According to the Association of Licensed Telecommunications Operators of Nigeria (ALTON), banks owe telcos 80 billion ($179.1 million) in Unstructured Supplementary Service Data (USSD) fees as of November 2022.
Consequently, telcos may stop offering USSD services if Nigerian banks are unable to pay off these loans.
Banks employ USSD to provide financial services to everyone, particularly the underserved and financially disenfranchised without access to the Internet.
A little background information: In 2019, telecoms notified banks that they would no longer provide USSD services for free and that they wanted to charge clients 4.50k per 20 seconds instead.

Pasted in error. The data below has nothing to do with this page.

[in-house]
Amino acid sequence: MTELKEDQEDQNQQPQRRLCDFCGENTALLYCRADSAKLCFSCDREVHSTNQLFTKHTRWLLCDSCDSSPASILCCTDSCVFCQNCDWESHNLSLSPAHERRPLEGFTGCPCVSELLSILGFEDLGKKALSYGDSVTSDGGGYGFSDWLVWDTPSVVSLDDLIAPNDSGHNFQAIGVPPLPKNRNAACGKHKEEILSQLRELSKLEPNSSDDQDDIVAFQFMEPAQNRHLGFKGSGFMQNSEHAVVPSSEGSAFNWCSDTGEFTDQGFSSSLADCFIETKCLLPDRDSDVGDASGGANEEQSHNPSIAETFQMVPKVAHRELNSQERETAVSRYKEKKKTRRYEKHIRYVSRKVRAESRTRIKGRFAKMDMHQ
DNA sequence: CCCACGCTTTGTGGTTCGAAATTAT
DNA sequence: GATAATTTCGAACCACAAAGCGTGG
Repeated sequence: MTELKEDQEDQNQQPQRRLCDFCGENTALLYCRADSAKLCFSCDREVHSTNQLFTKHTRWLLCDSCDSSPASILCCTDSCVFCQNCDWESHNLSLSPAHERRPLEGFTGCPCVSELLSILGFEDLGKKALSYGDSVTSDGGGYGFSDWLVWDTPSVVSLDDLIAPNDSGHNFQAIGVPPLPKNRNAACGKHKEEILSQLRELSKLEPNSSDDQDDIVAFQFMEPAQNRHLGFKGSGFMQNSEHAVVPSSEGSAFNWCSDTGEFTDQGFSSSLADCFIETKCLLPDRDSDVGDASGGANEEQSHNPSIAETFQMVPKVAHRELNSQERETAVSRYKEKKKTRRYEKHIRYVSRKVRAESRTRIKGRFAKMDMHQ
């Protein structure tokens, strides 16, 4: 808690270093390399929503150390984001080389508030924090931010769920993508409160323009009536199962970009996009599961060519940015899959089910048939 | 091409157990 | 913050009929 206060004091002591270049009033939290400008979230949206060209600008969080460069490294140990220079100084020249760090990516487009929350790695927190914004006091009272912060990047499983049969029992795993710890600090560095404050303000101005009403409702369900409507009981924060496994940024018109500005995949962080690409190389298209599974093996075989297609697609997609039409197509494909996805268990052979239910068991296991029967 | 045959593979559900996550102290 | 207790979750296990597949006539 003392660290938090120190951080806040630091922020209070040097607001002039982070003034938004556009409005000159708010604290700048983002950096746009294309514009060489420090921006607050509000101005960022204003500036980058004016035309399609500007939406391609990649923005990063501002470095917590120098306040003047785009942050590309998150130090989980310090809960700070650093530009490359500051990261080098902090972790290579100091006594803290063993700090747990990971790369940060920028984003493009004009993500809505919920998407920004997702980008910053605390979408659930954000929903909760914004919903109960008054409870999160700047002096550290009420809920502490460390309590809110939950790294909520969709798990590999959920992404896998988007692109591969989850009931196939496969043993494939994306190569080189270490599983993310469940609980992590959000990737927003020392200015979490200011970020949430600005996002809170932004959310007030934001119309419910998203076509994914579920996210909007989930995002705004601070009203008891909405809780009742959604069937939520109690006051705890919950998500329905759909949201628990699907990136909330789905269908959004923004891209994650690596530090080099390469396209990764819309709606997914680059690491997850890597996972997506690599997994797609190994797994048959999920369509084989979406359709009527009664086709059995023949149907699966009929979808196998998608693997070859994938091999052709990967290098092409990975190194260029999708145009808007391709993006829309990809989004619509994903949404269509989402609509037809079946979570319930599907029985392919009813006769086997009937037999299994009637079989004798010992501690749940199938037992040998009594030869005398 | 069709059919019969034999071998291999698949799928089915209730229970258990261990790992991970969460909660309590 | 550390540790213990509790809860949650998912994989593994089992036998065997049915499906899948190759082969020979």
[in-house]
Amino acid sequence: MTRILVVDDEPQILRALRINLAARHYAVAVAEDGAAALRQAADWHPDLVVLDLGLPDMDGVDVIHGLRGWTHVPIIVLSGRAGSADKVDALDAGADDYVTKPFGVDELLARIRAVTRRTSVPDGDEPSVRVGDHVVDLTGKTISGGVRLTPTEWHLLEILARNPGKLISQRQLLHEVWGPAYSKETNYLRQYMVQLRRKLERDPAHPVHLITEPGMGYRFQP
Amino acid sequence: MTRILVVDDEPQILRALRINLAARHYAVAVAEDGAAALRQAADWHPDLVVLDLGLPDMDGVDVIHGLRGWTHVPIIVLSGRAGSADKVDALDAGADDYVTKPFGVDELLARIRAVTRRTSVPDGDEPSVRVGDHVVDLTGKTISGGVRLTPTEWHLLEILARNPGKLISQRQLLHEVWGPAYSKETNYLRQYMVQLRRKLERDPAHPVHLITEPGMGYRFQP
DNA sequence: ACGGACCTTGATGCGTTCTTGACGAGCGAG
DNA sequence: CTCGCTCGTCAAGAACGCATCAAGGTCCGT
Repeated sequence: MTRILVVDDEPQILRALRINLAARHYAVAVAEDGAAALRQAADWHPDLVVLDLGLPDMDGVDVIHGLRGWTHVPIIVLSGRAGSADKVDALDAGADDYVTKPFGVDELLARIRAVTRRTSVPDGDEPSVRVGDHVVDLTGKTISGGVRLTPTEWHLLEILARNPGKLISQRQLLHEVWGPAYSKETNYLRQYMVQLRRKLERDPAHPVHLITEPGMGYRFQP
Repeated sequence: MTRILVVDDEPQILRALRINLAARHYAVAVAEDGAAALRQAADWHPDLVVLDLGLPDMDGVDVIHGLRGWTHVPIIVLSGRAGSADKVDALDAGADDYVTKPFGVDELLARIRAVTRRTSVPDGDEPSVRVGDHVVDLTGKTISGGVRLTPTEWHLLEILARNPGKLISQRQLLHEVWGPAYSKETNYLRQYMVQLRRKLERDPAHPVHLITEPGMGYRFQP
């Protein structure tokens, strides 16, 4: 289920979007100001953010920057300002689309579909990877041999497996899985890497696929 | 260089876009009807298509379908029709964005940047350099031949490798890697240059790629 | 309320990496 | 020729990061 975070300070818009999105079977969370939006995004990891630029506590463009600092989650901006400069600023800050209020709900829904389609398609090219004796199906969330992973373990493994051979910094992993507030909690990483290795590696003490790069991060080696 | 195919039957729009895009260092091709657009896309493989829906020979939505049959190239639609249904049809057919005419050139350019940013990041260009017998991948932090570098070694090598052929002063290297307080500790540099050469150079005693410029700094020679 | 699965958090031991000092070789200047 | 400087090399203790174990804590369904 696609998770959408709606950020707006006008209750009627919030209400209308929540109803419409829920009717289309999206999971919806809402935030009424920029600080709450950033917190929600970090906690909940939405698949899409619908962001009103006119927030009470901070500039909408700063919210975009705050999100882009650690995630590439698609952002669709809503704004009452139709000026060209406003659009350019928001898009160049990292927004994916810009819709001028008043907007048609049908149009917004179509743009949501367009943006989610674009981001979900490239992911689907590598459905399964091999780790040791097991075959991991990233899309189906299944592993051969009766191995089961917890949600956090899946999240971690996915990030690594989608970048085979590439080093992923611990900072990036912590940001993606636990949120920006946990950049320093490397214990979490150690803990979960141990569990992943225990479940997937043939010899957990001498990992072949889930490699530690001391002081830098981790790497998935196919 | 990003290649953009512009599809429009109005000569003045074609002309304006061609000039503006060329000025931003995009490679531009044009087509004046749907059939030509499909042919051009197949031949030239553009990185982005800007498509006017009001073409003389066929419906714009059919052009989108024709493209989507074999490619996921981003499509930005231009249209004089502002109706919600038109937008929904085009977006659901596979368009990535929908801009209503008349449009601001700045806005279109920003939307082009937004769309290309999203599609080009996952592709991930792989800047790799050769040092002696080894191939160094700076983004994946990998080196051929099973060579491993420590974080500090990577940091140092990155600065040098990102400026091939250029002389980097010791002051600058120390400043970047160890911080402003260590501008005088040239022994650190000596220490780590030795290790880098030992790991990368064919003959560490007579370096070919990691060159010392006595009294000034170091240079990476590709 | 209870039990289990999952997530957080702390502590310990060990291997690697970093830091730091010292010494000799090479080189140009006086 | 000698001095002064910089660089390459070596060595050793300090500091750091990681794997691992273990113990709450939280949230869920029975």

Banks disagreed, and so the protracted argument started.
In March 2021, the debt owed to the telcos reached 42 billion ($94.03m), and they threatened
Isa Pantami, Minister of Communications and Digital Economy wrote to Godwin Emefiele, Governor of the Central Bank of Nigeria, requesting that banks settle their obligation. Additionally, he urged carriers to postpone their decision to stop offering their services.
Following a roundtable discussion, banks decided to lower the USSD transaction charge to $6.08, which would still be paid to the telecoms but would be collected by the banks.
Nothing seems to have changed since then.
According to Adebayo, the bank’s failure to pay would jeopardize the country’s cashless economy objective and have an impact on the economy